My second problem with such statements is, that the unfamiliar test or project manager will be faced with some number, say “we have reached 75% test coverage yesterday”, and will not understand what that really means. Does that mean that we finished 75% of the tests we thought of when we knew little to nothing about the implemented product? Did we execute the most critical 75% tests? Will all areas be covered, even those areas of the product that existed before we began further development? Or does that number just reflect the percentage of test cases we came up with for the areas that we thought were changed during this development cycle? As you can see, there might be a lot of hidden assumptions in a statement like that. Most times in the past I have found a surprised project manager that later found out we had a different understanding about the underlying assumptions – in other words we finished with a shallow agreement about the statement.
Third problem, consider a workplace where a certain amount of test coverage is demanded by KPIs, and employees will receive a higher or lower pay due to that. Say, a manager asks the testers to deliver always 90% test coverage before the quality gate is passed. Test coverage will go up, for certain. The question is how. You can either deliver a higher amount of ran test cases, putting more effort in there. You can also identify fewer test cases, and still hit the asked for test coverage metric while delivering the basic same amount of work that you always delivered. Clearly, you can look good in face of your manager by coming up with fewer and poorer test cases, and still make a whole bunch of money out of it. I think at times that I am too honest to move away from such kind of positions. I don’t think it serves the manager, the product, and the customer well to do such a lousy and lazy job. I am sorry, my dear tester colleagues. Sure, you can still do a great job of reducing the amount of total test cases to a small amount, and still do very skillful job at test design. And I hope you work in one of the latter environments.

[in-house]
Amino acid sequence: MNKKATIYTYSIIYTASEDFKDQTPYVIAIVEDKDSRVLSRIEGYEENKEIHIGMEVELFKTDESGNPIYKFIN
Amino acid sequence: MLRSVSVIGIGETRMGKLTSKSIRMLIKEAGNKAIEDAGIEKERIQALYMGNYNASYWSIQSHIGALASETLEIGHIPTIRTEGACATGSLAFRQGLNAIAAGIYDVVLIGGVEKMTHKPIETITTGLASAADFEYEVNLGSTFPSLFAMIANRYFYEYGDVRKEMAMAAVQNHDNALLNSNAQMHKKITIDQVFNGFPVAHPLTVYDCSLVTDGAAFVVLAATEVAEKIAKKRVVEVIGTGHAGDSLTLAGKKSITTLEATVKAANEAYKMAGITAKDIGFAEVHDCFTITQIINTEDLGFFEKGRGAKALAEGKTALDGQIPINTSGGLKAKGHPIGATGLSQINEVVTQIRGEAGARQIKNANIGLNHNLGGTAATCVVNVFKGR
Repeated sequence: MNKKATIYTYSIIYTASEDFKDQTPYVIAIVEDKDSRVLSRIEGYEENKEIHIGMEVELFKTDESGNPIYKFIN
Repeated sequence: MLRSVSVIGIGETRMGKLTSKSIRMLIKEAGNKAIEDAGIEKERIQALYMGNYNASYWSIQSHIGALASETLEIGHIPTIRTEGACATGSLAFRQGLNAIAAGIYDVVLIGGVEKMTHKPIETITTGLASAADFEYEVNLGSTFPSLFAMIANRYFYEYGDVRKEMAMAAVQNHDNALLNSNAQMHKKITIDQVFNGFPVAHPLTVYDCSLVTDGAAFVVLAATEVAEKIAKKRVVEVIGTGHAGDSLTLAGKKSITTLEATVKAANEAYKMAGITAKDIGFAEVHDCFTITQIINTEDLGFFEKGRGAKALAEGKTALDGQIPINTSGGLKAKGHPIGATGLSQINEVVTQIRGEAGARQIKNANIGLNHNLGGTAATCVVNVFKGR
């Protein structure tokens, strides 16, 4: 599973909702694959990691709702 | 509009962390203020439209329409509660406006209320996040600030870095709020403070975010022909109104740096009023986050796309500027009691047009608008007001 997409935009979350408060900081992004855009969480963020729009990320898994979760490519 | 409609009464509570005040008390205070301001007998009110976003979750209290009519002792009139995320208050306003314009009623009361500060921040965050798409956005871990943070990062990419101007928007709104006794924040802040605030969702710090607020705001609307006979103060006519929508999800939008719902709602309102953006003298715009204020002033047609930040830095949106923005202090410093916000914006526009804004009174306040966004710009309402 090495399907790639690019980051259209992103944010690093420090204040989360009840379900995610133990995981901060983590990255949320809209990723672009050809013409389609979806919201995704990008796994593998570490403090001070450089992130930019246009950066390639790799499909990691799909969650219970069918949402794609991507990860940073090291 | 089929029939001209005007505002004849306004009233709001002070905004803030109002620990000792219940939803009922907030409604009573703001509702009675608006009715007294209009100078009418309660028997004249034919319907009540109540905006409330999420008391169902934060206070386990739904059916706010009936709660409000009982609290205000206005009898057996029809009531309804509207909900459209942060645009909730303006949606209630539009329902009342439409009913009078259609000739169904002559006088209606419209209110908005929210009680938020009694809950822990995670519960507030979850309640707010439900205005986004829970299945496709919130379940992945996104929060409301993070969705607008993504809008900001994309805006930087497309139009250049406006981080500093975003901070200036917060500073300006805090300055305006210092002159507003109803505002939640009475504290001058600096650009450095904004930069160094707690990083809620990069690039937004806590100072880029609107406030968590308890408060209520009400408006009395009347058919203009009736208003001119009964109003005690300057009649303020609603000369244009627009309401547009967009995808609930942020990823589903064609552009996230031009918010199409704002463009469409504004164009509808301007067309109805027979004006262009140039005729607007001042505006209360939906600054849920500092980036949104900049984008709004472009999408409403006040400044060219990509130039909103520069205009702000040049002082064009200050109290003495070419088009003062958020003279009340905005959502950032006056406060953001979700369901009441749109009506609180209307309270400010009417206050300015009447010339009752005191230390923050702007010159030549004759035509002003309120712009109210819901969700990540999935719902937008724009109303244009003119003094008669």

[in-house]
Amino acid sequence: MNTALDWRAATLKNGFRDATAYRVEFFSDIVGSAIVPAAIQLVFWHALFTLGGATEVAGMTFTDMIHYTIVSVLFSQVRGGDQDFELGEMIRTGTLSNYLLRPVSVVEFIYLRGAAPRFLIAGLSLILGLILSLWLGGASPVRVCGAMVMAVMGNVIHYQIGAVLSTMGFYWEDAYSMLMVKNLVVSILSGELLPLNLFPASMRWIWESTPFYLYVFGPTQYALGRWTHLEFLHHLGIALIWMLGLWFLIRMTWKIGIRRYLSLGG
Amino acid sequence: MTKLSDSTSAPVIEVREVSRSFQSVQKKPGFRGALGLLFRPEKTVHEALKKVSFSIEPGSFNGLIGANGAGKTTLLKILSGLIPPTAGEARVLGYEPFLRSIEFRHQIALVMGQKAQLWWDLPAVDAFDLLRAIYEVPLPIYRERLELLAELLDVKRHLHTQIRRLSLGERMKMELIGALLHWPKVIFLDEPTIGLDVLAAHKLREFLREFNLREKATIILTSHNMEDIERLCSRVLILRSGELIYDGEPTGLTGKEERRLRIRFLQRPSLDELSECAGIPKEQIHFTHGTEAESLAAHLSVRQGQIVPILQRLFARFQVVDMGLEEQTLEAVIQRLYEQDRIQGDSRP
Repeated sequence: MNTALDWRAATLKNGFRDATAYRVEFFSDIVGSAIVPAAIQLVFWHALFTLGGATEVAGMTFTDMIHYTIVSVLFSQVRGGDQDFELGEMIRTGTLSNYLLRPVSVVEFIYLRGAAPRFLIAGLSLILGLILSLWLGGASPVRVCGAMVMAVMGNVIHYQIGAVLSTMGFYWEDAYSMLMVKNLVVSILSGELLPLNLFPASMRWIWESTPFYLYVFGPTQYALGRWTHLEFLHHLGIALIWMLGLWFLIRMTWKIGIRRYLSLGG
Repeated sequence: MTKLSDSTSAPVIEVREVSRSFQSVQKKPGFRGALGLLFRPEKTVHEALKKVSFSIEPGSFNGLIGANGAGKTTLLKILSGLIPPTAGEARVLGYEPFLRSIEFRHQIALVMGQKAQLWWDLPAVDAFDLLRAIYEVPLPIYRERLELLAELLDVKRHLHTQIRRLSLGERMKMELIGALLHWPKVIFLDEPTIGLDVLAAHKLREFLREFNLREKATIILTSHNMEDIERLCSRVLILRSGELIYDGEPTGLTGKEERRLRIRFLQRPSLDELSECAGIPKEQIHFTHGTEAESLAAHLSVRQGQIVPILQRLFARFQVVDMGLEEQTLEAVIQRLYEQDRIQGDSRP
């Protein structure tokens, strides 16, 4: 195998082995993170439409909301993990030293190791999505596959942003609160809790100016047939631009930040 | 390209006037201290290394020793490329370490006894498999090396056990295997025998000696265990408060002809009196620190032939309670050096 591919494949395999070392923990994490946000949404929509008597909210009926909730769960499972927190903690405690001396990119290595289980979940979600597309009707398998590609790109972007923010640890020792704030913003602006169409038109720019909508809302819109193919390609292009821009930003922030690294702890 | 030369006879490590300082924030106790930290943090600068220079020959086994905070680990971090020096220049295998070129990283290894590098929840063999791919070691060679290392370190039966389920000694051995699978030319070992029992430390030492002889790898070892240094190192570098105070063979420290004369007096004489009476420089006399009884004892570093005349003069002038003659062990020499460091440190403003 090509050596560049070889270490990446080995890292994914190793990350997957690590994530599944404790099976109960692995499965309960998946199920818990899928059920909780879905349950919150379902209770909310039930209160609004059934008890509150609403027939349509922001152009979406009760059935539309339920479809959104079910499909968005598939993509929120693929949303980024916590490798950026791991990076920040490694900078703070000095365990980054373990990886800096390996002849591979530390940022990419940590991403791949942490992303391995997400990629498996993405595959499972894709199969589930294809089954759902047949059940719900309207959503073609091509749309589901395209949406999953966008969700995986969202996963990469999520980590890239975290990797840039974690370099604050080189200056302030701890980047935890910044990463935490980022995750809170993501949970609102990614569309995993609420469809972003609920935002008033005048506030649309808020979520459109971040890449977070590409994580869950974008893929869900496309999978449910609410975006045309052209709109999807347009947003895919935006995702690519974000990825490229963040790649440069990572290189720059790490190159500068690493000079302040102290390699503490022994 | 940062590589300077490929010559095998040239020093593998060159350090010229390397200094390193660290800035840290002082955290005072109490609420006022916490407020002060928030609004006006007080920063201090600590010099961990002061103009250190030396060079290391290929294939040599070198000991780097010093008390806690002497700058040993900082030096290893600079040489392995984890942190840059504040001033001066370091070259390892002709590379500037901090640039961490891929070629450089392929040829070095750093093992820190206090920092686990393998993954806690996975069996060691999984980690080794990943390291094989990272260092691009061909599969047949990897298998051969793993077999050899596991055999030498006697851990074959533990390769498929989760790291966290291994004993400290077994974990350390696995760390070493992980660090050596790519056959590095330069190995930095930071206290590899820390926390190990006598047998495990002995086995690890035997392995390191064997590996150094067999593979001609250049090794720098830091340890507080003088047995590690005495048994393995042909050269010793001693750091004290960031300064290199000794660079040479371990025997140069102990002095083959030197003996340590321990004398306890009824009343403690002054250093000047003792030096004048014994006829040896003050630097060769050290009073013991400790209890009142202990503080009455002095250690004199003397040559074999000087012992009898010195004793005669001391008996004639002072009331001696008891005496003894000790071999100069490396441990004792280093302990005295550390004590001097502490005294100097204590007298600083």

A last thing that shocked me was the amount of test techniques delivered in the book without stating when each technique is best applied. I think this is most crucial piece of a software testing training. Knowing your tools, but more important than knowing how to apply them is knowing when to apply them, and under which circumstances. The examples provided, being textbook examples, were of course simplified so that you understand the techniques in use without reading 300 pages of context first. Given the potential audience of the book, the authors didn’t happen to describe situations in which this particular technique would be worthwhile to follow. So, in the end, the reader wonders when to apply equivalence class partitioning over boundary value analysis, and which of the techniques is applicable for the requirements in that 300 pages document he has back at work. I can only hope that this particular skill is delivered during the training classes that go with the certification – but I doubt it.
What my journey has taught me
Overall, this journey has taught me that there is a lot of misguidance going one with some of the traditional text books. I am not surprised about that, but I really needed to find out what I would be objecting against. I mentioned the two outstanding arguments that I kept up to half a year later.
I recommend you to go to the source as well, and see what it teaches you. The authors usually are well-taught persons with good intentions, I am sure about that. So, there will be something that you can still learn from them. And I urge you to keep your critical mindset while reading on.